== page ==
Undocumented immigrants struggle in U.S.


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Since his campaign in 2016, President Donald Trump has spoken of plans to curb illegal immigration by building a wall.

Meredith Prud'homme

It’s an alarming time for immigrants across America, as the country races to catch millions of undocumented immigrants. With comments from President Donald Trump that refer to these people as an “infestation,” it’s clear that there is no safety for the undocumented.

But, undocumented immigrants remain in the United States nonetheless. 11 million illegal immigrants currently reside in the country, many living off minimum wage from hours spent in kitchens, agricultural fields and construction sites, according to The New York Times.

Now, the potential for deportation by the Immigration and Customs Enforcement (ICE) looms over many. During the Obama administration, according to The New York Times, undocumented immigrants were safe from deportation unless they committed a substantial crime. But one of Trump’s primary goals is to curb illegal immigration by building a wall, and his signature campaign pledge is beginning to take action.

According to Nolo.com, ICE has many ways to monitor undocumented immigrants, and often arrests them during frequent workplace and home raids.

In general, the process of legally obtaining American citizenship is not easy. According to Forbes, a common misconception about acquiring citizenship papers is that the process is simple, and that many undocumented immigrants refrain from gaining legal status due to their own lack of effort.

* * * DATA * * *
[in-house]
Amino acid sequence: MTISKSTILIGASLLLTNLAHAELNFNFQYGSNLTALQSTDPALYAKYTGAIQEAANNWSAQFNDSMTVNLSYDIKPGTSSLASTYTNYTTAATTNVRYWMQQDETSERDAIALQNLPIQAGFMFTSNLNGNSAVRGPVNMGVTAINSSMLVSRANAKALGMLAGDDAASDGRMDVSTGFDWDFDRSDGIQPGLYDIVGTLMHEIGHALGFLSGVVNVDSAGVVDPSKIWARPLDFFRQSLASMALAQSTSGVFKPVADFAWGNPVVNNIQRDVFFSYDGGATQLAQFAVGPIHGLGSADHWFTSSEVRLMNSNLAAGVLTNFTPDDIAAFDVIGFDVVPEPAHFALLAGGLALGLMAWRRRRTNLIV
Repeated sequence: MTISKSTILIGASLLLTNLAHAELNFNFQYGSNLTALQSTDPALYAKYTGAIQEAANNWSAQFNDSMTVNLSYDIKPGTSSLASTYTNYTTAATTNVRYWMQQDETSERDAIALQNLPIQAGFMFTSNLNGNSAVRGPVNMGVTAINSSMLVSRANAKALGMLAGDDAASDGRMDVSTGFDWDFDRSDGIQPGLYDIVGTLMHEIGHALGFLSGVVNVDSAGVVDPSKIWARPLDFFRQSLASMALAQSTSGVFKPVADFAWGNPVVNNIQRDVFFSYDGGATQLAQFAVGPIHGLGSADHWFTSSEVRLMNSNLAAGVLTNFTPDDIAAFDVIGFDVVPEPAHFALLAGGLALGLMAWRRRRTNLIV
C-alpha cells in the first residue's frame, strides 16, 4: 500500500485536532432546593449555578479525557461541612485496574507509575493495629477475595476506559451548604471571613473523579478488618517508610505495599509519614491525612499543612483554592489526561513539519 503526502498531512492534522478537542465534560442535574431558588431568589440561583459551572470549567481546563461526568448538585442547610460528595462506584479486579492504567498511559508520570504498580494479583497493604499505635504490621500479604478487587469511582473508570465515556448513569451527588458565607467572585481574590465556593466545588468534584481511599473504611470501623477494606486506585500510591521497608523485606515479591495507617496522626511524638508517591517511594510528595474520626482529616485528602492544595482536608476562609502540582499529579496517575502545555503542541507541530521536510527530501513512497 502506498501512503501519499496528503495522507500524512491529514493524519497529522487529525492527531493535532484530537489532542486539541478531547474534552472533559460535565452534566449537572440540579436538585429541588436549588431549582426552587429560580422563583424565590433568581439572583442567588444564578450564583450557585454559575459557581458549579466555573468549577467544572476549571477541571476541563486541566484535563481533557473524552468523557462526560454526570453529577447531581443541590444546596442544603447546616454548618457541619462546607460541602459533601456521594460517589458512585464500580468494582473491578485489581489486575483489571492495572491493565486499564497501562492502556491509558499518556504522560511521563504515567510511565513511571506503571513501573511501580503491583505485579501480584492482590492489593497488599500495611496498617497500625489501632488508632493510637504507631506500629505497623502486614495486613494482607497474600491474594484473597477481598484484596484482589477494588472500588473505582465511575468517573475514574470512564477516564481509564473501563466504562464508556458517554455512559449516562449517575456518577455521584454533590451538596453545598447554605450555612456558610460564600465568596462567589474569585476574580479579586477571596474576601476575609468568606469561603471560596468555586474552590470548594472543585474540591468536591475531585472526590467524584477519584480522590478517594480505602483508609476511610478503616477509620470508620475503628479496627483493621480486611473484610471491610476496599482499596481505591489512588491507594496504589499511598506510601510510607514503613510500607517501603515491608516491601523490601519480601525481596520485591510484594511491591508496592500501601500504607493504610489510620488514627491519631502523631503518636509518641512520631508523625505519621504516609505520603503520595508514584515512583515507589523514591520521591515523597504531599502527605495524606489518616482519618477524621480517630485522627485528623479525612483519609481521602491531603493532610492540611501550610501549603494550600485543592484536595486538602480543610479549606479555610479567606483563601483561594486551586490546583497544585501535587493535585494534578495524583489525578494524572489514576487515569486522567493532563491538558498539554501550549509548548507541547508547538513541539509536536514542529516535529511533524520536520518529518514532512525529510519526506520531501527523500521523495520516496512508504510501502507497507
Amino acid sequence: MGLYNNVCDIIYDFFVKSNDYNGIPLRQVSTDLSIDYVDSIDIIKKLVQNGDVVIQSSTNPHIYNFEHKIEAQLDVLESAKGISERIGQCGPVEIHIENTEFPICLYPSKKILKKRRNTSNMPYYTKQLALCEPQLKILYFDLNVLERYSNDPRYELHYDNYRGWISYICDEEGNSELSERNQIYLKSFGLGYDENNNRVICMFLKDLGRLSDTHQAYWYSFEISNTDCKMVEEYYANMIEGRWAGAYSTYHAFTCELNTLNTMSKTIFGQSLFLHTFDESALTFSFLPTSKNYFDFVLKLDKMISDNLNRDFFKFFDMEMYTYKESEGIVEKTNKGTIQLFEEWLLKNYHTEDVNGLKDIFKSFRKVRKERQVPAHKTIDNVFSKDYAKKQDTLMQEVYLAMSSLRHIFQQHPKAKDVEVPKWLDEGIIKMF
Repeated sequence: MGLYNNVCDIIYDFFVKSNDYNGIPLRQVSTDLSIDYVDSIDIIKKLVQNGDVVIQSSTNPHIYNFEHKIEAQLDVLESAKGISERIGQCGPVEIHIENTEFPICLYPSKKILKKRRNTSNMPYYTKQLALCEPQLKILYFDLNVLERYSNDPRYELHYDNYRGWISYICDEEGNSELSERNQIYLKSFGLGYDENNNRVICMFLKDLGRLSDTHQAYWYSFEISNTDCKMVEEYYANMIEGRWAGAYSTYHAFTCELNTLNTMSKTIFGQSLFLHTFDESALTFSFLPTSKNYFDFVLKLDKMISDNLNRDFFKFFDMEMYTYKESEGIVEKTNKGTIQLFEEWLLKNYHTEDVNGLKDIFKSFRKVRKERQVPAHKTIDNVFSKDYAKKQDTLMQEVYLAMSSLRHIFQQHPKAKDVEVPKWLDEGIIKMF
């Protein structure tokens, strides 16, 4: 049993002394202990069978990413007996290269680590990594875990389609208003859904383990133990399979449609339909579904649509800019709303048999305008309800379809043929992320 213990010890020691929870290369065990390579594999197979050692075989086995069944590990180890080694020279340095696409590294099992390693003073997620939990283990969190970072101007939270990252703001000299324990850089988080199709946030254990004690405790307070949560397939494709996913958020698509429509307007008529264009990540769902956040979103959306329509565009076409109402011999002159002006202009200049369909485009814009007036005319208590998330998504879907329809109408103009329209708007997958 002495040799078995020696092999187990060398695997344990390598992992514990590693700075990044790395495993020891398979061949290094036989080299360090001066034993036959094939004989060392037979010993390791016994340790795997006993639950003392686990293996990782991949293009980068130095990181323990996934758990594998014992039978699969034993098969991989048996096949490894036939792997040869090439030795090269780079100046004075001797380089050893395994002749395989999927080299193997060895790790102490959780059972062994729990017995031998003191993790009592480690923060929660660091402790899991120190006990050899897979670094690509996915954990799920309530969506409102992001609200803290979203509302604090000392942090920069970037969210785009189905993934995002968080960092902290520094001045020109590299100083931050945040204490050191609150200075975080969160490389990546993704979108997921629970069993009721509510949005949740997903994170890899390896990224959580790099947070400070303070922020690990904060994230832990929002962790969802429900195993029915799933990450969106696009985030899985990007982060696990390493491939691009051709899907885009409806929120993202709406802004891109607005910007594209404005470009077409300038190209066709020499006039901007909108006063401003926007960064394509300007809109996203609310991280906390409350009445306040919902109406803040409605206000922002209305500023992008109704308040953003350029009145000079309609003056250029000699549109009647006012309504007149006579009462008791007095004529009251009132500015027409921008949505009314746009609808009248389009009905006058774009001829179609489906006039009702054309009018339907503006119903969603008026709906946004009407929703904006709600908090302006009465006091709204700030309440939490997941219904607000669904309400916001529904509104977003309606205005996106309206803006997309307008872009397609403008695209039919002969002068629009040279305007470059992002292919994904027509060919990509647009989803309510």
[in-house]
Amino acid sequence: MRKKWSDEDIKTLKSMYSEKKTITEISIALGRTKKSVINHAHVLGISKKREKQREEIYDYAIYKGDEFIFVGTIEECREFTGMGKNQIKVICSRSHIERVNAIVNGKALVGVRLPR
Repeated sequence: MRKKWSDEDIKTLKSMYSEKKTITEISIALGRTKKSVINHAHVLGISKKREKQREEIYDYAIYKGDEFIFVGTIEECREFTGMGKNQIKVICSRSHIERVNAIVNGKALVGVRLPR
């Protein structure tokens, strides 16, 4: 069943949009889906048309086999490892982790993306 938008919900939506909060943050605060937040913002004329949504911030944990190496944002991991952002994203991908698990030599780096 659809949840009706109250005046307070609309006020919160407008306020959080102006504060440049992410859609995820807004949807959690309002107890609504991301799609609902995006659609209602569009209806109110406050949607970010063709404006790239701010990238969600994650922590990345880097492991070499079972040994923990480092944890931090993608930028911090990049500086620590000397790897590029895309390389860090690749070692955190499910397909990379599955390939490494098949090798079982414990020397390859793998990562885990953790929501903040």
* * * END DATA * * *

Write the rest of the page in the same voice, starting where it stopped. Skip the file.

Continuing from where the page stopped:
Rather than laziness, expensive legal fees present a challenge for immigrants seeking citizenship. Immigration lawyers can cost up to $15,000, and even with a lawyer it can take years for approval, according to ABC News.

Last year, the Trump administration announced the termination of the Deferred Action for Childhood Arrivals program (DACA), an Obama-era  program established to protect 800,000 immigrants who were children when they arrived in the U.S. illegally, according to Nolo.com. Then this summer, Trump signed a policy that separated children from their parents at the U.S.-Mexico border for an indefinite period.

The public’s reaction to the policy was overwhelmingly negative, according to The Guardian. After enormous political pressure, Trump signed an executive order ending the separation of families at the border in June, according the New York Times.

Immigration advocates claim that undocumented immigrants come to America for a better life and are just taking the jobs nobody else wants. Opponents argue that immigrants are criminals who terrorize America’s economy and take American generosity for granted. These clashing viewpoints make the debate on illegal immigration one of the most divisive issues domestically and globally.